iTrip Amplifier




DISCLAIMER: This tutorial is for educational purposes only and is against FCC rules.  Owning and.or using one of these devices may not be legal in your area, check your local laws before creating.  I am not responsible for anything you create from this tutorial.


I purchased an iTrip off eBay for $30 shipped.  I wasnt expecting it to work good due to the many negative reviews I have read about it.  I started off by pulling the antenna out of the case for a better signal.  It did increase the performance, but not enough.  I found this article and decided to make one.  First off, Radio Shack was only good for2 things, battery snaps and a battery.  I purchased everything from  The article linked above describes using a 12v car adapter, I wanted to make it portable so I am using one 9v battery.  I had a 12v 200mA AC-DC adapter, it fried 3 transistors so I dont recomend that. T Here is the part list for, but keep in mind that the resistors and transistors have small minimum amounts for purchasing 


Description< xml="true" prefix="o" namespace="" ns="urn:schemas-microsoft-com:office:office">

Part Number


2n4401 Transistor



220 Ohm Resistor ½ watt



10k Ohm Resistor ½ watt



0.001 uF Capacitor



10 uH Choke



Circuit Board






9v < xml="true" prefix="st1" namespace="" ns="urn:schemas-microsoft-com:office:smarttags">Battery Snap



 It all comes to a total of $6.65 plus $7.00 for shipping coming to a grand total of $13.65, there is a minimum piece number for most of the supplies but it is very reasonable(minimum of 10 resistors that are $0.05 each).  If you search the part number in the search bar it will bring up the parts, but some of them have more then one result so make sure you get the correct size. It say to use a 65-85 cm antenna in the schematic for the ampifier, but the 23 inch(58 1/2 cm) should be fine.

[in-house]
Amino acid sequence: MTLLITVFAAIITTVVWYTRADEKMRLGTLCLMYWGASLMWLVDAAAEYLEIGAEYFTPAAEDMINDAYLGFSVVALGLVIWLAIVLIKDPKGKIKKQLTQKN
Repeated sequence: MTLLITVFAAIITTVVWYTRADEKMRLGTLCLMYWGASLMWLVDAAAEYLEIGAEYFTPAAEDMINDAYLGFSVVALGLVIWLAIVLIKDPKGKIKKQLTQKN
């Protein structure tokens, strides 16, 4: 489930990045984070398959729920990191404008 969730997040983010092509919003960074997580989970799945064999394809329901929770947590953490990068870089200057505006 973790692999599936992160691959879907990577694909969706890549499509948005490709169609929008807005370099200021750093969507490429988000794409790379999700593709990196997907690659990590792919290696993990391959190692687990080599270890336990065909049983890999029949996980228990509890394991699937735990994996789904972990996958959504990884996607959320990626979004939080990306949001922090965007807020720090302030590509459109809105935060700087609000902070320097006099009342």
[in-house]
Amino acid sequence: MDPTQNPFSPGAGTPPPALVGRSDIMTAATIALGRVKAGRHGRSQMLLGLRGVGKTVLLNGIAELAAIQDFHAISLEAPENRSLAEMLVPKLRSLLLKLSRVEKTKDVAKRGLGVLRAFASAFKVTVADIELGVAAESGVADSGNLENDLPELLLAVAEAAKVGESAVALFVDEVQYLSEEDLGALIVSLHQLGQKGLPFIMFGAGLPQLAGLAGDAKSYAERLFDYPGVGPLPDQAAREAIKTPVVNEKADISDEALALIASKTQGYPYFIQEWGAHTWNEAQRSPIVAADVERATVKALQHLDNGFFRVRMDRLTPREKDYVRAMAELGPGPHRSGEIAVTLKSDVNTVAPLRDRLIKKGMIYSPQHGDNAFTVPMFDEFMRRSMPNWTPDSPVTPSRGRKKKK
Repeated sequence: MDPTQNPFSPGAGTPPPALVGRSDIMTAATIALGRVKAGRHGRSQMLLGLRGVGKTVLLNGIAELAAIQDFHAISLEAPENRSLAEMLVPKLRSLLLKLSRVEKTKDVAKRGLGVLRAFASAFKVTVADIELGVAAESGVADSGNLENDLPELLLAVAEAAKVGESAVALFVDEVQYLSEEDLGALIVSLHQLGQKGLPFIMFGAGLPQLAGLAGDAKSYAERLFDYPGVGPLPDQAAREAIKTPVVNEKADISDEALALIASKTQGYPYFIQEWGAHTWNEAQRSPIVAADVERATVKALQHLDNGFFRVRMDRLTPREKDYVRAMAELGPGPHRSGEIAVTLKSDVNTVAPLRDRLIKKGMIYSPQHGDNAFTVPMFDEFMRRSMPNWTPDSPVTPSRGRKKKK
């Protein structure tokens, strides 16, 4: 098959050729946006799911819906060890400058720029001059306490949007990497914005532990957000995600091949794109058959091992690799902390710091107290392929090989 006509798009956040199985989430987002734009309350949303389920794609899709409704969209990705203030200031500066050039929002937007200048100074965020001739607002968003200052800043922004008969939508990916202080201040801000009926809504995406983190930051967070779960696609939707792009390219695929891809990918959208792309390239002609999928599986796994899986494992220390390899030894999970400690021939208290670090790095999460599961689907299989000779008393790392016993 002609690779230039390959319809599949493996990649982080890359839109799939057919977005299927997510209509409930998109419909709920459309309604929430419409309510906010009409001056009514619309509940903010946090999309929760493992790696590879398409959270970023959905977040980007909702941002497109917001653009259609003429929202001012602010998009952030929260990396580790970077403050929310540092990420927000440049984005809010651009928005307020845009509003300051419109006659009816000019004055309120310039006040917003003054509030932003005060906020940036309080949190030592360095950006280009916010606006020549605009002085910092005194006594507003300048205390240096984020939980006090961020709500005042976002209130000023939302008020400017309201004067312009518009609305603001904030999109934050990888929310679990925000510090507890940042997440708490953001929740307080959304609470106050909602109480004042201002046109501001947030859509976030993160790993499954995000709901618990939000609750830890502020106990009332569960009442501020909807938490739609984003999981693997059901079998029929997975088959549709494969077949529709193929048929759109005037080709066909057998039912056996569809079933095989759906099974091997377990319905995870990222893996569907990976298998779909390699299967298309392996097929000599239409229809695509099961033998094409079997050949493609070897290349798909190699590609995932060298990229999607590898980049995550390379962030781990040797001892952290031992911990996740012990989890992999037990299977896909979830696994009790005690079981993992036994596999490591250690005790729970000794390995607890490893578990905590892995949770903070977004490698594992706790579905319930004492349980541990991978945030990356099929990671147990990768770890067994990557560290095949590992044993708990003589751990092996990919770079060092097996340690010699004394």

Here is the schematic, taken from


It was a very simple circuit to complete and can be put on a very small board if needed.  I decided to put mine in an Altoids can.  I installed the antenna by drilling a hold and putting a screw through it holding the antenna in.  There is no nut for the antenna so I had to solder it down  and remove some casing with wire cutters and nibblers.  Be sure you insulate your case before putting the circuit in, no need for a short circuit.  Here are some pics:

I have never used a choke and didnt know anything about them, so I raised it off the board so it would disperse heat, but it doesnt even get warm.  I didnt mount the board to the case because I might make some changes to this.  I may end up putting another 9v battery in and wire it in parallel so I have double battery life.  As for range, it was good before and is much better now.  I was about 50 ft away from my stereo with has a 3 foot wire across the back of my entertainment stand as an antenna, and it would cut in and out and had a ton of static.  I hooked the aligator clip on the iTrip and it became crystal clear.  Hackaday has the original article for this mod, but it also has a comment section and has negative comments for this.  Its great for around the house, I find the station receiving the least signal and tune to that.  It cant take over a station, but can interfere with it.  I got some help from about improvements and added a .001uF capacitor between the positive and negative lines:

 "It keeps the power supply voltage steady so the transistor can work properly. Without the capacitor then the power supply voltage jumps up and down at 100MHz reducing the output of the antenna."

I added the second 9v by wiring them in parallel.  Here is a diagram for those who dont know what parallel or series is:

I added a switch in the case so I dont have to unplug anything when done using it.  And the last change is the board was cut in half .  I still need to mount the board which I will probaly end up hot gluing it in.





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